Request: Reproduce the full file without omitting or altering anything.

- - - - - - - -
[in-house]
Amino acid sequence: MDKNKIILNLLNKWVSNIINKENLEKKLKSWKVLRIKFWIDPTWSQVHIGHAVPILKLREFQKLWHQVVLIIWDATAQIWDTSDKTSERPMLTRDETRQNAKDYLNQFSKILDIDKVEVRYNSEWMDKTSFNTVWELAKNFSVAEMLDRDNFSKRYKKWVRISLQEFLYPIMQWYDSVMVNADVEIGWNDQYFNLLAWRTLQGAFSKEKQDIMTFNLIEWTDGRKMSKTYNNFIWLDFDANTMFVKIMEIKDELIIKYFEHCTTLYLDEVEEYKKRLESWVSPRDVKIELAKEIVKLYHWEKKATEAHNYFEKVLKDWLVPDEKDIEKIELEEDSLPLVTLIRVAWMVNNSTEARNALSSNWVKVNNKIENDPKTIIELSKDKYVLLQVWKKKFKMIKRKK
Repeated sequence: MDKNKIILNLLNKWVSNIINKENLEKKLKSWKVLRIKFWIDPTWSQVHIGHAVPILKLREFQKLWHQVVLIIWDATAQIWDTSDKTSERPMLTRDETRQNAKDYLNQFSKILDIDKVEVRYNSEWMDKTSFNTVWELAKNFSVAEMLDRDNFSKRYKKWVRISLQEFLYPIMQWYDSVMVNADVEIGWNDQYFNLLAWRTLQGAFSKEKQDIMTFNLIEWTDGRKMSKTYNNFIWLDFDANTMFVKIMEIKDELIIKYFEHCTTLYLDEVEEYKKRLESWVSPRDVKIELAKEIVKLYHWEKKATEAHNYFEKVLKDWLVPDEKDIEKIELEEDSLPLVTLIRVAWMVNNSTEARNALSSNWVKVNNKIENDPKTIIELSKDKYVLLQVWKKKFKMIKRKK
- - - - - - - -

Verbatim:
[in-house]
Amino acid sequence: MDKNKIILNLLNKWVSNIINKENLEKKLKSWKVLRIKFWIDPTWSQVHIGHAVPILKLREFQKLWHQVVLIIWDATAQIWDTSDKTSERPMLTRDETRQNAKDYLNQFSKILDIDKVEVRYNSEWMDKTSFNTVWELAKNFSVAEMLDRDNFSKRYKKWVRISLQEFLYPIMQWYDSVMVNADVEIGWNDQYFNLLAWRTLQGAFSKEKQDIMTFNLIEWTDGRKMSKTYNNFIWLDFDANTMFVKIMEIKDELIIKYFEHCTTLYLDEVEEYKKRLESWVSPRDVKIELAKEIVKLYHWEKKATEAHNYFEKVLKDWLVPDEKDIEKIELEEDSLPLVTLIRVAWMVNNSTEARNALSSNWVKVNNKIENDPKTIIELSKDKYVLLQVWKKKFKMIKRKK
Repeated sequence: MDKNKIILNLLNKWVSNIINKENLEKKLKSWKVLRIKFWIDPTWSQVHIGHAVPILKLREFQKLWHQVVLIIWDATAQIWDTSDKTSERPMLTRDETRQNAKDYLNQFSKILDIDKVEVRYNSEWMDKTSFNTVWELAKNFSVAEMLDRDNFSKRYKKWVRISLQEFLYPIMQWYDSVMVNADVEIGWNDQYFNLLAWRTLQGAFSKEKQDIMTFNLIEWTDGRKMSKTYNNFIWLDFDANTMFVKIMEIKDELIIKYFEHCTTLYLDEVEEYKKRLESWVSPRDVKIELAKEIVKLYHWEKKATEAHNYFEKVLKDWLVPDEKDIEKIELEEDSLPLVTLIRVAWMVNNSTEARNALSSNWVKVNNKIENDPKTIIELSKDKYVLLQVWKKKFKMIKRKK